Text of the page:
At 7:26 p.m., the neighbor's fiancé, who had come down to the foyer, telephoned 911 from a portable telephone, and with the neighbor's assistance, the victim spoke to the 911 operator. She told the operator that an attacker had groped her breast and taken her purse. She did not mention digital penetration.1

Officer Daniel Flaherty of the Wareham police department arrived at the scene within minutes of the 911 call. While waiting for the paramedics to arrive, the victim gave him a physical description of the attacker-a white male, medium build, approximately five feet, ten inches tall, wearing a blue ski jacket with white stripes down the side-which Flaherty broadcast. Officer Herbert Noble heard that broadcast and drove toward the scene. About a mile from the victim's residence, Noble saw the defendant, whose appearance generally matched the broadcast description he had heard, walking toward the waterfront. After Noble had engaged in some conversation with the defendant, other police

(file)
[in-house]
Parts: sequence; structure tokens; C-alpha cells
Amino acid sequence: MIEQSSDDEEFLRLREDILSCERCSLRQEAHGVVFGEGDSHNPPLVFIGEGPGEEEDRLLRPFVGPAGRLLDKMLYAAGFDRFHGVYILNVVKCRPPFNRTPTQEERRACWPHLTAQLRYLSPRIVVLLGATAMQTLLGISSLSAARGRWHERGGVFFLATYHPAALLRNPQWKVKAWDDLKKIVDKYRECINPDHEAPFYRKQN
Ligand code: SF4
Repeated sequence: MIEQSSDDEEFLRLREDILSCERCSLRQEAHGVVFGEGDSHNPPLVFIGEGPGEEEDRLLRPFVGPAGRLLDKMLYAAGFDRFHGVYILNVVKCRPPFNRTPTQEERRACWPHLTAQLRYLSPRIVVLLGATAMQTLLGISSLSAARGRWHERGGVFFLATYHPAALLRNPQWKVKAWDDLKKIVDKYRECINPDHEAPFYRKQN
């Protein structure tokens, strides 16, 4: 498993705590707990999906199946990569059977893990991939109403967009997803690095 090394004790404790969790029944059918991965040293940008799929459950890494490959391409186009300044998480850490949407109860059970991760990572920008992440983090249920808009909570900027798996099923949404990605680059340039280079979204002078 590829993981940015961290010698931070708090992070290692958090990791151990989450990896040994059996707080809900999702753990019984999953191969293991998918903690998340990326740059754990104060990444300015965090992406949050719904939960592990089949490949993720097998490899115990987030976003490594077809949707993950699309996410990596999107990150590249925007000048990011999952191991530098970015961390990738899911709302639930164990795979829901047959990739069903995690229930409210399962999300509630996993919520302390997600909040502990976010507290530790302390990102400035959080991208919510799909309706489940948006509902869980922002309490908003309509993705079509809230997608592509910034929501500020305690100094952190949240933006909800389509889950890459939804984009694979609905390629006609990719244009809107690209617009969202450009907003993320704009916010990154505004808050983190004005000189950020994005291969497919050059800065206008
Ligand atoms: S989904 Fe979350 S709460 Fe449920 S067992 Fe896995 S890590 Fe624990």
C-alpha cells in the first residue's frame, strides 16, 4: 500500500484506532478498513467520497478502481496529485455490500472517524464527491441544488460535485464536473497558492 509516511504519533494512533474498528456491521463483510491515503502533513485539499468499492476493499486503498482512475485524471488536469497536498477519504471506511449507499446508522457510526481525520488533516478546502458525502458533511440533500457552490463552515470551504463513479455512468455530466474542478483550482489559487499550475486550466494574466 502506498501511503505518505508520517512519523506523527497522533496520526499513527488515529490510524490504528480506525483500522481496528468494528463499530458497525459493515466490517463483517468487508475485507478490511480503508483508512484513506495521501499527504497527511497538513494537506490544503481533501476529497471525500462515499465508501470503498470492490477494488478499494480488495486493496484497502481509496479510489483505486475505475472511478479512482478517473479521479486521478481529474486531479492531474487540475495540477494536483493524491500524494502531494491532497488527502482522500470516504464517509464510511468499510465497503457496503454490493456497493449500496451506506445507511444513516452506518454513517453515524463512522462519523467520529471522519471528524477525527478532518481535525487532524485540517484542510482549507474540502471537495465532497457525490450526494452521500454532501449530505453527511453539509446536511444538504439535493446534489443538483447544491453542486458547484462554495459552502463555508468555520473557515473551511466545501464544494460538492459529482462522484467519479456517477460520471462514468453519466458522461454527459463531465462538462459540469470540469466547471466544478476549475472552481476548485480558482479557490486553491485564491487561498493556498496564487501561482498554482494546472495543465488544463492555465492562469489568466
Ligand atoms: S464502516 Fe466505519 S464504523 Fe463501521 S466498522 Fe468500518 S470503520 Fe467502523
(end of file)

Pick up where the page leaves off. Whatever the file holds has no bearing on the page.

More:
930 N.E.2d 713
officers instructed him to bring the defendant back to the condominium building to attempt a “show-up” identification. In the better lighting at the condominium complex, Noble saw fresh, red scratch marks on the defendant's neck. The victim's neighbor identified the defendant's jacket as the one the attacker wore, but she did not identify the defendant himself.